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Tobacco Research Is Not Immune to Scientific Scrutiny


Recently, the authors of a research article on e-cigarettes groundlessly attacked my credentials and academic independence after I noted, in a letter to journal editors, a lack of scientific rigor in their reporting. The article falsely claimed that e-cigarette use caused experimental smokers to become regular smokers.  In response to my critical remarks, the authors made these charges in their own letter to the editors: “This recent comment is another in a long series of letters or comments from Dr. Rodu…in which he has criticized research that is inconsistent with the tobacco industry’s interests in promoting e-cigarettes and smokeless tobacco.”

As an academician, I have both authored articles and scrutinized tobacco research for many years, advising journal editors on those occasions when I found factual deficiencies in published articles.  This effort has served the interests of science and the pursuit of truth.

Professional medical journals position themselves as platforms for the publication of honest, transparent, reproducible research.  In an effort to identify inaccuracies and other defects, submissions are subjected to review by editors and multiple external authorities who are experts in relevant fields.

Over the last 24 years, in addition to my authorship of 54 peer-reviewed articles for medical and scientific journals (here), I have had 11 letters of scientific criticism published in leading journals, linked below.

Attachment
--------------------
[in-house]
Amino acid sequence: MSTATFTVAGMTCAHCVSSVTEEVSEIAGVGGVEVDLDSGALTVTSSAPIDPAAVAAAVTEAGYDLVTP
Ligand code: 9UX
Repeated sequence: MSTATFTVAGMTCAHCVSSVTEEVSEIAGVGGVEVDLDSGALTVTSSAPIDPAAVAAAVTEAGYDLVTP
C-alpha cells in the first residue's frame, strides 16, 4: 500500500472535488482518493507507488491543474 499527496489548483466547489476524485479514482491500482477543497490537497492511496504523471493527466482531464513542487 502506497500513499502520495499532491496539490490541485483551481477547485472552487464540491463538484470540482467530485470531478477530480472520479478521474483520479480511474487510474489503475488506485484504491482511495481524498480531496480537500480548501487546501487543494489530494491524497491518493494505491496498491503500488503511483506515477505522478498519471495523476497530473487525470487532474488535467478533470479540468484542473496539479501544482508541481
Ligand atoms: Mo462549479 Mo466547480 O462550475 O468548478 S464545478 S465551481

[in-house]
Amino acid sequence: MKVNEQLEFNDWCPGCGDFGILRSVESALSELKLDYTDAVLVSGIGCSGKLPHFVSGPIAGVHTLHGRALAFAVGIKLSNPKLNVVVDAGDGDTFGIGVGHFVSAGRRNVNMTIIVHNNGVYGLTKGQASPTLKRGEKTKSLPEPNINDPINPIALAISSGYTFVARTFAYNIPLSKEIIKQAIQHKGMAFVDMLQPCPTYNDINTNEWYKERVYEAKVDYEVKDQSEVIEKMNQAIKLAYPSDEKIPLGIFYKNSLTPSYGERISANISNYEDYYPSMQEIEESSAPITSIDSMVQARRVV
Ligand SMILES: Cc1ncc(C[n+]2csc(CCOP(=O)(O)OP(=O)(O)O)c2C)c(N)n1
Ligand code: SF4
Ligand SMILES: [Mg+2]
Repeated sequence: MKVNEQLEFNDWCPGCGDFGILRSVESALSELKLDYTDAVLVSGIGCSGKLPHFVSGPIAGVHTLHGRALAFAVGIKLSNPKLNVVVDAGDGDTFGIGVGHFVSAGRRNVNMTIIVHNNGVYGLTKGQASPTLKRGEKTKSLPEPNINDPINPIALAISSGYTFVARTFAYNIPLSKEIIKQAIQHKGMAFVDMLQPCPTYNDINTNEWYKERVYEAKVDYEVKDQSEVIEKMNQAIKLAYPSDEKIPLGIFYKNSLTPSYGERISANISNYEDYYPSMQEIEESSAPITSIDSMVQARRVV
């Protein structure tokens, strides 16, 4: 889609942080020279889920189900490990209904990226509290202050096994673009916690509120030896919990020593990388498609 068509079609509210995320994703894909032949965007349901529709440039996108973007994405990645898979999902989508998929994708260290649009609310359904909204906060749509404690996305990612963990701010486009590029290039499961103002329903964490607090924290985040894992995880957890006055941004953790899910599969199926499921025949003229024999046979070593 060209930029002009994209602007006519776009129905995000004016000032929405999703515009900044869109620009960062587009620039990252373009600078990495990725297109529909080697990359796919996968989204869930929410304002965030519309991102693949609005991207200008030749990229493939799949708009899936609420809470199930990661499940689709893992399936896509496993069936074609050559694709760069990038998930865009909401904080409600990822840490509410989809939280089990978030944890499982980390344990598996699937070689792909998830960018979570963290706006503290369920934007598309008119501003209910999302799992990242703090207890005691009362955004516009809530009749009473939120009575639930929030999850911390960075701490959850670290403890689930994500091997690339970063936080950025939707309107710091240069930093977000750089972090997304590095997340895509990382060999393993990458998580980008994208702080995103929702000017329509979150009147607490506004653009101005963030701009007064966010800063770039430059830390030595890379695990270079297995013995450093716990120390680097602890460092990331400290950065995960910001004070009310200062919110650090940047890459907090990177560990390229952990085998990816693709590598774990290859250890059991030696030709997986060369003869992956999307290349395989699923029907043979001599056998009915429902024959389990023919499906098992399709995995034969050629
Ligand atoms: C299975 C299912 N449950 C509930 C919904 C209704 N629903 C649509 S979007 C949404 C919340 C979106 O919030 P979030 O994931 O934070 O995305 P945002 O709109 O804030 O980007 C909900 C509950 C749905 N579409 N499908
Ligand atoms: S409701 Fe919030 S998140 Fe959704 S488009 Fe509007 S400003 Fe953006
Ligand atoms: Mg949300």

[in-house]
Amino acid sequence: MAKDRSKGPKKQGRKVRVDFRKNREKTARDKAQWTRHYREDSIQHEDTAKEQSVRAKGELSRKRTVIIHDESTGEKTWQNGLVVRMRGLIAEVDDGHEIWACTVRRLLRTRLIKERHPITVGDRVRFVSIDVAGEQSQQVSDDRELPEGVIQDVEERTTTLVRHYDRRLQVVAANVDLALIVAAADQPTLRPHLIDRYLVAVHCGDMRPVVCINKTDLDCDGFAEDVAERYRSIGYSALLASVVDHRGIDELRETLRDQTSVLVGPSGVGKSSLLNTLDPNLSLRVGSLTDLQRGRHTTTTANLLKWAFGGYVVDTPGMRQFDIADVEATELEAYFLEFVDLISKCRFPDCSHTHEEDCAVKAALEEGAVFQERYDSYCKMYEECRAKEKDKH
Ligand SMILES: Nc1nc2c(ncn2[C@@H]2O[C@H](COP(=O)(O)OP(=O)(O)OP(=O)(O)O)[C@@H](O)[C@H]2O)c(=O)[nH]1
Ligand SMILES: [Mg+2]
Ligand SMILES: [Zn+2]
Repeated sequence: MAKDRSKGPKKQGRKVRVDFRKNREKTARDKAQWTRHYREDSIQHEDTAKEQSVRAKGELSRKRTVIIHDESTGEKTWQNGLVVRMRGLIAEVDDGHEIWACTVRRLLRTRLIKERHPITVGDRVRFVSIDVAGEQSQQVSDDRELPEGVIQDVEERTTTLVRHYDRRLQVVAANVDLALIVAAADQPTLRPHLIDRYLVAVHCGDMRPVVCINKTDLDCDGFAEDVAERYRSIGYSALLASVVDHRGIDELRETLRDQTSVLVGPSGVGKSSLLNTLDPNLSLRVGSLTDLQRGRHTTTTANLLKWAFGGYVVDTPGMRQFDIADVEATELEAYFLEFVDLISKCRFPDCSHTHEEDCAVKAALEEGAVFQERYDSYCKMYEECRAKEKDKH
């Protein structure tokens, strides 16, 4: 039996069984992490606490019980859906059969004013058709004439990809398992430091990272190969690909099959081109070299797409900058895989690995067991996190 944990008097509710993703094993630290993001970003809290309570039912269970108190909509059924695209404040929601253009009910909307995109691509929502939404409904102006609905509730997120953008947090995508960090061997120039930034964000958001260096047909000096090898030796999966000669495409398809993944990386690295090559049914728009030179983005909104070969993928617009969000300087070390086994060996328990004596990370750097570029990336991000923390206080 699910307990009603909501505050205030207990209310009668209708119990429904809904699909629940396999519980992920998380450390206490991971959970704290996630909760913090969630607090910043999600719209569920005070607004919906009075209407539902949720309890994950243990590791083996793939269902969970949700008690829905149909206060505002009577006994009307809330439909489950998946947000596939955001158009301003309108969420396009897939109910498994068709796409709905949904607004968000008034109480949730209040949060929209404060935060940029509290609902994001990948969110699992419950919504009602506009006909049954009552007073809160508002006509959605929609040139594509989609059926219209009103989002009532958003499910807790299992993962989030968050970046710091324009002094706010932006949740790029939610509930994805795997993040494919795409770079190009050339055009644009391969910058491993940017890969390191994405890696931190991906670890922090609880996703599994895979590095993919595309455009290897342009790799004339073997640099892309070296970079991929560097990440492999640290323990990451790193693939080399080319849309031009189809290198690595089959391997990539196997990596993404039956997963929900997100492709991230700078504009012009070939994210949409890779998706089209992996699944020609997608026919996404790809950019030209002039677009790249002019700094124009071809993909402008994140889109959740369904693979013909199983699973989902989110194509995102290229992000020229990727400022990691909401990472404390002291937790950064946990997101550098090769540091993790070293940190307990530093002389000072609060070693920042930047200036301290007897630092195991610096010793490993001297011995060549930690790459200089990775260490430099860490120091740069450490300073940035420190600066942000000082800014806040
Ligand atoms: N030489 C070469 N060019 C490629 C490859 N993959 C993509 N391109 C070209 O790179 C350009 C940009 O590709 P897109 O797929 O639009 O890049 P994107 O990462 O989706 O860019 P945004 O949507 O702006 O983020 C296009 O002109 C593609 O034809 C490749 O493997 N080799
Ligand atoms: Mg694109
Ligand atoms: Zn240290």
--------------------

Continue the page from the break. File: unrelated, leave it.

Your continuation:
1.  Rodu B, Cole P.  Excess Mortality in Smokeless Tobacco Users Not Meaningful.  American Journal of Public Health85:118, 1995.

2. Rodu B, Cole P. Smokeless Tobacco and Periodontal Disease. Letters to the Editor. Journal of Dental Research84:1086-1088, 2005.

3. Rodu B, Cole P. A deficient study of smokeless tobacco use and cancer (letter).  International Journal of Cancer 118: 1585, 2005.

4. Rodu B. Snus and the risk of cancer of the mouth, lung, and pancreas.  Lancet 370: 1207, 2007.

5. Rodu B.  Smokeless tobacco: Society response debatable (electronic letter).  CA: A Cancer Journal for Clinicians 2008; 58. 

6. Rodu B, Heavner KK.  Errors and omissions in the study of snuff use and hypertension (letter).  Journal of Internal Medicine 265: 507-8, 2009.

7. Rodu B, Heavner KK, Phillips CV.  Snuff use and stroke (letter).  Epidemiology 20: 468-9, 2009.

8. Rodu B.  Dual use (letter).  Nicotine & Tobacco Research 13: 221, 2011.

9. Rodu B, Plurphanswat N, Phillips CV.  Discrepant results for smoking and cessation among electronic cigarette users (letter).  Cancer 2015 Mar 4. doi: 10.1002/cncr.29307. [Epub ahead of print]

10. Rodu B, Phillips CV.  Regarding “Discontinuation of Smokeless Tobacco and Mortality Risk after Myocardial Infarction” (letter).  Circulation 2015 Apr 28;131(17):e422. doi: 10.1161/CIRCULATIONAHA.114.012038.

11. Rodu B.  Re: Smokeless tobacco use and the risk of head and neck cancer: pooled analysis of US studies in the INHANCE consortium.  American Journal of Epidemiology2017  DOI: 10.1093/aje/kwx211

All scientific research should be subjected to rigorous objective review. On those occasions when pre-publication editorial and peer review fail to identify deficiencies, honest criticism should be encouraged and acknowledged by offending publications.





Original author: Brad Rodu
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